Peter Heinegg

O.K., post-Christian (we’ve read our Nietzsche), postmodern (the MLA insists on it), postcolonial (goes without saying), post-structuralist (ho-hum)but post-cultural? Can Christopher Clausen, an English professor at Penn State, be serious? Indeed he can. First, assume that culture in the old sense of a more or less rigid, coherent set of norms and customs that wall off insiders from outsiders (cf. the Navajo name for themselves, Dineh, "people," implying that non-Navajos are...God knows what) has been rapidly breaking down in the centrifugal whirl of money-, media- and youth-dominated America. Next, assume that we’re setting the pace for the rest of the planet (though visions of a plasticized "McWorld" are premature). Finally, assume that a lot of the talk about multiculturalism is mere nostalgia (the Sons of Italy, the United Daughters of the Confederacy) or decorative fluff (Kwanzaa). To be genuinely multicultural would be like riding more than one horse at oncea rare and strenuous feat. The name of the game is, by and large, assimilation (groan).

So what we will get, and are getting already, outside of resistant pockets of Orthodox Jews, Old Order Amish, et al., is "mass individualism," which, banal, chaotic and dumb as it may seem and be, easily beats the dismal alternatives of tribalism (clitoridectomy) or collectivism (Chinese, etc., trampling on human rights). The vast majority of our speciesjust ask harried wives in Africa and India, not liberal academicswould adore driving to a mall, if only they had cars and malls, and spending the day there.

So "culture" (the hierarchical, hidebound, home-made kind) is on the way out in these parts, and evidence for that is everywhere: from the Mindanao Trench of TV offerings (American women over 55 watch an average of 41 hours per week) to the proliferating "kudzu" of the Internet to "tabloidism" (the coverage of Monica Lewinsky, the cult of Lady Di). If this isn’t exactly dramatic newsa host of plausible Jeremiahs, from Matthew Arnold to Dwight MacDonald, have been reporting it for generationsClausen’s summary of it has pungency and verve. His book bristles with pointed dicta, such as, "In a living culture E. D. Hirsch would not write a book called Cultural Literacy to teach native-born Americans things they would already know if they were part of one."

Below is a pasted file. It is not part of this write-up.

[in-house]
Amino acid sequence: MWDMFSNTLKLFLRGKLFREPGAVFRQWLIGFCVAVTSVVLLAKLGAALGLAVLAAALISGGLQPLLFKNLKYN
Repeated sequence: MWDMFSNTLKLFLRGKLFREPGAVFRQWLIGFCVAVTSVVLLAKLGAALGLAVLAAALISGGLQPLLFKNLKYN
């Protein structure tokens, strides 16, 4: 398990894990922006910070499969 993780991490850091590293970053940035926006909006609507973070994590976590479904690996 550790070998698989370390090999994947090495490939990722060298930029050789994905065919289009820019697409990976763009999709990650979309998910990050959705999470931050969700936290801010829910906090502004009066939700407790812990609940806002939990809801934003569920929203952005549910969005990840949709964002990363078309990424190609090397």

Clausen is not telling us either to mourn or to organize; he simply shows how the much-maligned melting pot is still roaring away. He cites, for instance, a bit from a New York Times book review about the marriage of a Hawaiian couple, Trudy Schandler and Alvin Wong: "When Alvin Wong decided to convert to Judaism," the reviewer burbles, "his assimilationist parents were overjoyed by this proof that their sonfrom whom they had calculatedly withheld instruction in the use of chopstickswas now really an American." The kids have been raised as non-kosher Jews: Ari had his bar mitzvah at a Chinese restaurant, and Shaaroni went to her bat mitzvah in a muumuu. Ari thinks being Jewish is "cool"though what sort of service the family will have when he marries a Nisei Buddhist (i.e., someone belonging to the current majority religion in Hawaii) is unclear. Seeing all the immigrants to 18th-century America with their amazingly varied but already diluted faiths, Crèvecoeur predicted that "this mixed neighborhood will exhibit a strange religious medley." And how.

Clausen’s case is not simplistic. While deriding the inanity of much of post-culture, he never claims that it will drive all high or traditional cultures to extinction: There will always be room for them on democracy’s mind-boggling menu. And while many smaller and less resistant cultures, like endangered species, will go under (about half the world’s 6,000 languages are expected to vanish in the 21st century), many will survive, flourish and refuse to be outposts of the Disney Empire. (One of the forces guaranteeing this is the perennially virulent antibody of nationalism.)

With monoculturalism on the right and multiculturalism on the left proving to be "museum pieces," Clausen can only hope that post-culturalism will mature and improve with age. Will individual freedom, egalitarianism and the willingness to try anything and move beyond the deadlocks of the past manage to overcome "the sentimental narcissism of those who recognize no demand but self-satisfaction, emotional exhibitionism, a substitute religion of products and celebrities, a smug indifference to the causes of conflict in the world"?

Who knows? But in the meantime, better those crowds of placard-waving idiots whooping it up for the camera in front of the "Today" show and "Good Morning America" than the mobs of Serbian ethnic cleansers or the orchestrated public ecstasies for Saddam Hussein. And better, for that matter, a silly Enlightenment feast of the goddess Reason than the recent deluded and disgusting hunt of California gray whales with anti-tank guns by the Makah Nation of Washington State in their effort to avert "cultural genocide." With luck, our options won’t be so extreme.

In any event, Clausen treats these crucial questions with acumen, balance and unpedantic style. Whether or not "post-cultural" makes it to the top of the Trendy Terms chart, Faded Mosaic is going to fuel a lot of lively debatesand it should.

Peter Heinegg is a professor of English at Union College in Schenectady, N.Y.